I think your second sentence hit it. It’s something you’d say because you know the person hearing it won’t like it.
The math problems below challenge me more than I’d like.
Absolutely this is a valid argument. Every one of us has done or said things that, looking back on them, are poor reflections of who we are. Fortunately for most of us, we’re not caught on camera in the act.
His history seems to show that he is not homophobic. He understands that he said something hurtful and sincerely apologized. Move along people, nothing to see here.
I totally agree with the points of this article and found it to be a great read! I’d like to put two interesting spins on the conversation:
1. In society, I think the mainstream of calling someone certain words N*, F*, C*, etc., is to be hurtful (as ignorant as it may be) and not meant to be “perpetuating the hate”- I think society has adopted these words as being really hurtful regardless of the origins, and that the words have become mainstream cuts without people actually understanding they (also) have racist/homophobic/other meanings than they intended by uttering them (yes, there are racist/homophobic/etc. people out there who do understand and are adding to the hate, which is horrible)…but I see the point of the person slandering the words is really just to be as hurtful as they can be using society’s common words – e.g., look at some of Jonah’s movies…to call someone a “faggot dickhead” is not actually meant to be homophobic, but to be an ultimate cutdown (not because the person is gay or not, just that it is a mainstream “hurt” word) – yes it may add to promoting homophobic when you break it down, but is debatable that this is what the person meant–I think historically, the N-word was treated the same way by a lot of people 30+ years ago…ignorant in that the person uttering doesn’t think it through as “this is racist/homophobic” and yes, it adds to people continuing to use the word(s). Heck, I remember British slang for a cigarette is a “fag” …think of all the trouble someone can get in from a different culture/upbringing/even sheltered life can get into by using words they are used to (I’d like to think Sterling falls into this list…not necessarily racist, but old and ignorant – and not a good communicator). But ultimately yes, if we shun people for using the words, that’s the best practice (but maybe the point is not to overreact and remember we’re all human). IMO, these words are hateful and should not be used whenever possible (but definitely I can see in times of rage or stress that someone slips into using the wrong word…heck, I know friends use F@ggot a lot – between friends – in joking/bantering ways and would use them as hurt-slang/teasing, and not actually meaning anything homophobic…sad, but also true).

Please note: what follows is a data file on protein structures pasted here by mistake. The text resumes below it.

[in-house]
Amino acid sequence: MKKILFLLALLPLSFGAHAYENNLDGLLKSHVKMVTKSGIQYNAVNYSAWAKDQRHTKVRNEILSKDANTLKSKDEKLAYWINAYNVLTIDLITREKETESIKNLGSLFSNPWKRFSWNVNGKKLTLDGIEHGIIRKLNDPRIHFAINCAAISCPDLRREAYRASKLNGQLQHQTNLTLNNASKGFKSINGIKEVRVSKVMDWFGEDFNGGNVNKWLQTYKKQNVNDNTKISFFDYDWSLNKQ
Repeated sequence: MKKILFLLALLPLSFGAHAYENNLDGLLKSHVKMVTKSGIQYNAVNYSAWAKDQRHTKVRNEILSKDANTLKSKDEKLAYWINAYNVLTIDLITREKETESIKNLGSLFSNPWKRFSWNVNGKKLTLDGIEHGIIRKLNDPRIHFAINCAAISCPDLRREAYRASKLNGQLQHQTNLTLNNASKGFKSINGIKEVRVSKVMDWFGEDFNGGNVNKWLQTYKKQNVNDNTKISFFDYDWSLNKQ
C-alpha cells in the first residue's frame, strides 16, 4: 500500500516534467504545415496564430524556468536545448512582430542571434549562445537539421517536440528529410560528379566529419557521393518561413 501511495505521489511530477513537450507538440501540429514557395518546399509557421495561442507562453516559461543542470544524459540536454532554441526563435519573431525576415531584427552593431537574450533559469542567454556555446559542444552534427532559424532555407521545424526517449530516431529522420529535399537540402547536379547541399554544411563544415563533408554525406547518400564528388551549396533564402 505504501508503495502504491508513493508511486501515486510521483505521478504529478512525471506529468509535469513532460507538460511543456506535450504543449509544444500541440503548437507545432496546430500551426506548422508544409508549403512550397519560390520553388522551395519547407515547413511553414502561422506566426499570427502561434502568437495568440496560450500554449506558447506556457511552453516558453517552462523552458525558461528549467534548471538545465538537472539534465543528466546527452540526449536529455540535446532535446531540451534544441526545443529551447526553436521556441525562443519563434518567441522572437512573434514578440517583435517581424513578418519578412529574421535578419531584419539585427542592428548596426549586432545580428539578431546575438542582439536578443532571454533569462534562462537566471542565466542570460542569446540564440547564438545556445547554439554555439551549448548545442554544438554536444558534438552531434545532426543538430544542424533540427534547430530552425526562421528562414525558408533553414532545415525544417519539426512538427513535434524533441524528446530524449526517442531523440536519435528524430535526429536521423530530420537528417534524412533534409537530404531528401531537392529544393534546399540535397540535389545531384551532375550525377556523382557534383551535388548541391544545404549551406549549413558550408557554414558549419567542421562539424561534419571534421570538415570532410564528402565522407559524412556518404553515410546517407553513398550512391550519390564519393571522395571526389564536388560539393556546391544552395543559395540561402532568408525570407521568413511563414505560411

2. When you are in the limelight, everything you say can and will be interpreted (look at Beiber, look at Gibson, look at Hill, look at La Bron even…). Someone will always take what was said in a positive and negative way (spin to their own agenda?). Unfortunately the attitudes exist, words exist and society exists…people will continue to use these words whether meant to be racist/homophobic/etc. AND society will continue to “read in” to why they used the words…And society overacts and has that extra-sensitivity to these words being used (rightly so, they should not be used…but when someone utters it, the sh*t hits the fan! Everyone overacts and assumes they are the worst person in the world. Society always takes the extreme positions instead of remembering everyone is human.
But I also think people say and do things without thinking, and that (is a challenge of life) is usually where this grey area falls (are they racist/homophob?)…Maybe there are some forms of not accepting different people (anyone remember high school?) and that there are a lot of people who fear different (and use the words because of their fear)…society is changing for the better, but still has a long way to go (e.g., most people don’t use the n* word as frequently anymore…)…eventually we’ll get there.